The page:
Why Sweden is great for small kids
One of my big worries about moving to Stockholm was whether such a small city would have all the facilities for kids I was use to for Little Bear. In London, we were out every single day we had together. And to avoid going crazy with boredom, that requires a lot of variety and for activities to be affordable and accessible. I felt London was pretty good in that regard, despite the terrible wheel unfriendly transport system. Catering for around 8 to 10 million people, London had the infrastructure to be an ‘out and about’ kind of dad that I needed.
For the first 5 months the plan was for me to look after Little Bear full-time until we settled him into a new pre-school. Stockholm, with a population of around 1 million, was going to be a different beast from our old home. Or so I thought.
The first day we had on our own, when my wife started her new job, we went straight to one of the many ‘Open Pre-schools’ around the City. It was a big hit with Little Bear who, being the oldest there, was happy to be at the centre of all the songs and activities (probably being the only one old enough to understand what was going on). With the overrepresentation of dads, it was also a hit with me.
Contrary to what I’d heard elsewhere, Stockholmers turned out to be very friendly, and it was relatively easy to start to build a new network of friends here over the following months. My one tip if you’re planning on moving here is that it will become significantly easier to make and keep friends if you can speak the language, even badly. That inner cosy and friendly nature of Swedes is not so obvious when they have to speak English, but it all comes out when they’re conversing in their family tongue.
Given the freezing cold weather in Stockholm during November, next on the list was the kids' sections of the Museums. So far, every museum we’ve been to has had a big focus on kids of all ages. From the Technical, Police, Natural History and Maritime Museums, it’s all been about the kids having fun. The logic is pretty much the same. There are activities in each that let your kids be little engineers, police officers, sailors or dinosaurs. There was no limit of enthusiasm from Little Bear for each of these as he started to dictate which one we should go to each morning during breakfast.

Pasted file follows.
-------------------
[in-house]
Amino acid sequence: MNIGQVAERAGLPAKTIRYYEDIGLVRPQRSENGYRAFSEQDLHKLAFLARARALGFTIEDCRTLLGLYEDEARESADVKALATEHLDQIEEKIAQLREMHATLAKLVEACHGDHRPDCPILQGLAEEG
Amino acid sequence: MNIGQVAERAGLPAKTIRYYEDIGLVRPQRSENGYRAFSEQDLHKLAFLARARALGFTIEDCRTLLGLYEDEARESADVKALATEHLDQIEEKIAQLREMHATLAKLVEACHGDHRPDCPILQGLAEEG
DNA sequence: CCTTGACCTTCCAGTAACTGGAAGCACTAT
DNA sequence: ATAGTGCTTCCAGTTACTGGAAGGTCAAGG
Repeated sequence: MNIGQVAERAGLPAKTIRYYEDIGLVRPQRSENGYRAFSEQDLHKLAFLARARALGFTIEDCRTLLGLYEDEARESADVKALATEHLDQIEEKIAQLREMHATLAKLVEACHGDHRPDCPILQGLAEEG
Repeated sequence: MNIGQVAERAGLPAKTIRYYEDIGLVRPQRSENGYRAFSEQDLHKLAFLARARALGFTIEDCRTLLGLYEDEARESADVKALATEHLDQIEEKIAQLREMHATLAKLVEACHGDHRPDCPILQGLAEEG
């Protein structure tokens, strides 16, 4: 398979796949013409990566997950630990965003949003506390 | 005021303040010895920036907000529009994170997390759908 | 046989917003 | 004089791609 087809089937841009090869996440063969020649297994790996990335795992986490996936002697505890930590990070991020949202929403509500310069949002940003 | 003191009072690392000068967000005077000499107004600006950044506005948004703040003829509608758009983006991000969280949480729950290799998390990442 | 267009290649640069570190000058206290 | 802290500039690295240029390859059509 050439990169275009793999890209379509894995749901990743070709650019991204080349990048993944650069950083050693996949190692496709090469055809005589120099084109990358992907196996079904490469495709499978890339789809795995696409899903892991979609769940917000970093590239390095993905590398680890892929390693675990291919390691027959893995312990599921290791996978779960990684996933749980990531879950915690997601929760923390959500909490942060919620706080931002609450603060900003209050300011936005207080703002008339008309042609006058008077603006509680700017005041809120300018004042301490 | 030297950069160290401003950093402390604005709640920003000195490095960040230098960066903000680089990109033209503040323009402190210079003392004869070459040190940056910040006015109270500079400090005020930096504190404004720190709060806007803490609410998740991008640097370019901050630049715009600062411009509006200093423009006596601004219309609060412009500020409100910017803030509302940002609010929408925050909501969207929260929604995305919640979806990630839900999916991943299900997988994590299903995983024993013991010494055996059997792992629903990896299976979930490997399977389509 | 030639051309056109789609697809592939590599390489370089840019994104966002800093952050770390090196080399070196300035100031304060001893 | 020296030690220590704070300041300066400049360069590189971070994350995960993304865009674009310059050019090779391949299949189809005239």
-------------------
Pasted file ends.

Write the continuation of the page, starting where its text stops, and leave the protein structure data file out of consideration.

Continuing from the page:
‘Junibacken’, whilst costing to get in, is well worth it for small kids. If you live here, annual membership is essential. It’s a play centre themed on Nordic kids’ literature, from a life size Pippi Longstockings house and a giant block building room (my favourite), to a theatre story play grounds and the nationally famous ‘story train’ (Little Bear’s favourite). This place is amazing and it’s something London could really do with.
Initially a little lost in the new city, I finally found a good network of swimming pools (each with fun little ‘splash-pools’ with slides, boats and fountains for non-swimmers), well-stocked children’s libraries and even a trampoline park with toddler times!
There are also a series of ‘park-plays’ (parklek) around the city, where well equipped playgrounds are staffed, full of outdoor toys from bikes to hoops and hockey sets, and complemented by warm indoor areas and outdoor barbeque grills. During the winter, Little Bear made generous use of their free sledges too. Indoors there are free resources for messy play, craft and painting (and essential treats for the grown-ups).
There are no shortage of rules in these places, with kids learning to put their toys back when finished and take off their shoes when inside. I even noticed the kids patiently waiting for each other at the swings and on the bikes. Rules Little Bear hasn’t quite picked up yet. One boy, about 6, waited for Little Bear to finish cycling for about 10 minutes. When I told the Bear his turn was up, the boy said to me that ‘it’s ok, he’s only little, I can wait for him to finish’. That’s great kid, but it only works if my tot is actually conscious of the need to give up the bike within the next hour (he’s not fully Swedish quite yet).
Fancy a bit of walking? The islands of the city are surrounded by forests, so within minutes you can be dragging your tot through the trees and fields on a sledge (or running after them if it’s downhill).
Talking to friends living in other cities in Sweden, the other larger cities seem similarly well equipped for week-day parenting. I’m very happy to say that my initial fears about things to do with Little Bear in Stockholm have proved to be very much unfounded. This city is great for small kids.
Moving from London to Stockholm, this blog is about learning to become a Nordic Dad as I settle Little Bear into his new home
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